The REINZ house price index for February fell a seasonally adjusted 13.9% year-on-year. Annual net migration gain has continued to surge back to historically normal levels, hitting 33,200 for the year to January. The NZ economy contracted by 0.6% in the final three months of 2022.
As reported last week, US-based Silicon Valley Bank (SVB) collapsed on 10th March following a bank run. Prior to the collapse, SVB was worth more than US$200b, and was the 16th largest bank in the US. California regulators seized the bank and put it under the control of the Federal Deposit Insurance Corporation (FDIC).
What Caused the Collapse?
The cause of the collapse was the mismatch between the duration of the bank’s assets and its liabilities. For a bank, assets are the loans it makes to customers, and other securities it invests in, while its liabilities are the customers’ deposits. Because assets are normally long-dated (e.g. long-term mortgages), and deposits are short-term, there is a timing risk. Generally, this risk is mitigated by:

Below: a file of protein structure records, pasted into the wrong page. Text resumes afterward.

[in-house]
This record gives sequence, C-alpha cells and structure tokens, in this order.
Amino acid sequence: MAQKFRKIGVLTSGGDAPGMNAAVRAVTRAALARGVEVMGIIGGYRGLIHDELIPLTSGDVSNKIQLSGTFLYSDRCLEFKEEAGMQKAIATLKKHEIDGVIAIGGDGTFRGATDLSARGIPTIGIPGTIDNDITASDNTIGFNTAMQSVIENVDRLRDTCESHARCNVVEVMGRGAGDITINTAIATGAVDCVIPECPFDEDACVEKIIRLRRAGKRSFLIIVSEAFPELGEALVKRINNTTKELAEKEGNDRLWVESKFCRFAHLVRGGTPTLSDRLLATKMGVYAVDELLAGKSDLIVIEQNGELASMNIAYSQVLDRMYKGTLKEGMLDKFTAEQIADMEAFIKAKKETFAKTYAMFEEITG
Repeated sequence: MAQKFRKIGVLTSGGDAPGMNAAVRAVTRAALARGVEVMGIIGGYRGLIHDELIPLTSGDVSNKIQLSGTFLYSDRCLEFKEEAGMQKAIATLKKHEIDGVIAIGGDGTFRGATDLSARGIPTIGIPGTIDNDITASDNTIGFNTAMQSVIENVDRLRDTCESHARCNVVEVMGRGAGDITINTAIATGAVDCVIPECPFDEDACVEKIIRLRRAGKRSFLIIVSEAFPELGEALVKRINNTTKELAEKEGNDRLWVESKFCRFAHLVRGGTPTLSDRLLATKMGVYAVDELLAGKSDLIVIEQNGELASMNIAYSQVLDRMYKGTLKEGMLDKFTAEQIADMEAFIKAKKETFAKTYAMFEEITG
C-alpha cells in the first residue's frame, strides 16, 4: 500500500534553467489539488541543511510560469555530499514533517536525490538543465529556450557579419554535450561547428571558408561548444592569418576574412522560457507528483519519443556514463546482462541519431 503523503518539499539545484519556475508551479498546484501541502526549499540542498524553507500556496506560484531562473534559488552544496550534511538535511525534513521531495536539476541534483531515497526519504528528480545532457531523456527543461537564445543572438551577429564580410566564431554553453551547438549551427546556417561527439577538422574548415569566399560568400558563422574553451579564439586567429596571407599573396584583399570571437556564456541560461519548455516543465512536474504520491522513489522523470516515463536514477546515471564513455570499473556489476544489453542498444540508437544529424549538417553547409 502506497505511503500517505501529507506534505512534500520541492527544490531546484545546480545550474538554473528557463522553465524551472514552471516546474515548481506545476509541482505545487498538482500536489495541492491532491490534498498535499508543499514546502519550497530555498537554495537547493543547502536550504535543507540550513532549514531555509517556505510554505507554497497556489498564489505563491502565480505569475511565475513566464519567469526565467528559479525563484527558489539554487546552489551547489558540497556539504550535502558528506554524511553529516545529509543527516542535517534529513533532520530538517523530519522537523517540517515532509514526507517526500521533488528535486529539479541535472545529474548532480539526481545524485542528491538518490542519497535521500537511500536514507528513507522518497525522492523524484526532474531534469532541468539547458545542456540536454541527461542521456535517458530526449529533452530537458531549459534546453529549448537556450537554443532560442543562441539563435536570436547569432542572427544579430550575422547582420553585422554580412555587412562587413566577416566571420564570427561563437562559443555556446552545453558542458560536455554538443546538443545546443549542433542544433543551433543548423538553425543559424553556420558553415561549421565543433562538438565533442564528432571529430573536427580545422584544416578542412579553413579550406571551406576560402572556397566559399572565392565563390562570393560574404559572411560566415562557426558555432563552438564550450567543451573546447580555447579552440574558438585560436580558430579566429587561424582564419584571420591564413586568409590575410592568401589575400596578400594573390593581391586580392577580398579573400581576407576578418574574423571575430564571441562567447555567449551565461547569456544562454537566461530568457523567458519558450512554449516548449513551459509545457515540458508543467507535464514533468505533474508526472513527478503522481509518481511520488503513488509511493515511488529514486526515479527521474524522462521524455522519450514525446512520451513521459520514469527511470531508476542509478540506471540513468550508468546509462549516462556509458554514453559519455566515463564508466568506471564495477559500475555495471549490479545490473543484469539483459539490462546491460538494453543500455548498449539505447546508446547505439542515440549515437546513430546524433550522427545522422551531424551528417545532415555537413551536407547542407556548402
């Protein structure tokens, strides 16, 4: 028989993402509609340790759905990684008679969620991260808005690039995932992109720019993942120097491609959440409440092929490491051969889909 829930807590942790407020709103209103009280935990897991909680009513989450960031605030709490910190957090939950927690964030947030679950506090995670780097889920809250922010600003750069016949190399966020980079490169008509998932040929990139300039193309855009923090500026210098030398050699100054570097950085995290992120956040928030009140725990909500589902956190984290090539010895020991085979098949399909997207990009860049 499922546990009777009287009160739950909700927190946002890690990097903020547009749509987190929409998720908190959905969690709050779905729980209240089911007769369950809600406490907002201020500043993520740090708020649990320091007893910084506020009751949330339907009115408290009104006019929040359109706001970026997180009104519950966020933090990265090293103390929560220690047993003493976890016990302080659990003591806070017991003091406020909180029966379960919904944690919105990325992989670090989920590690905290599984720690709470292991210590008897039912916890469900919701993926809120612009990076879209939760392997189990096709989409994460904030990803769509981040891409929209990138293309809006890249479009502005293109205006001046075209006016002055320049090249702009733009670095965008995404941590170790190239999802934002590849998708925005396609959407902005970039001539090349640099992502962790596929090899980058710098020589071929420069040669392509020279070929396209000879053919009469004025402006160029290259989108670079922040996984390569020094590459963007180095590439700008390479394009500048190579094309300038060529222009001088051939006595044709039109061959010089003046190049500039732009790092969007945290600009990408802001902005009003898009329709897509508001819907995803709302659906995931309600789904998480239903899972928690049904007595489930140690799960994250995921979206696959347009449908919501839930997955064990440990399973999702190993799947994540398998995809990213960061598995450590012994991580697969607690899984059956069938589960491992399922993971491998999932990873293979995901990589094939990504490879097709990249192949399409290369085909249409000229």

1. Having a large and diverse customer base to avoid large movements in deposits;
2. Hedging interest rate risk via derivatives;
3. Holding sufficient capital reserves.
In SVB’s case, their customer base was very concentrated in the tech space, which saw a surge in investment due to low interest rates. SVB saw large growth in deposits as a result, and invested a lot of these funds into a long-term Treasury bond portfolio, without sufficiently hedging their interest rate risk.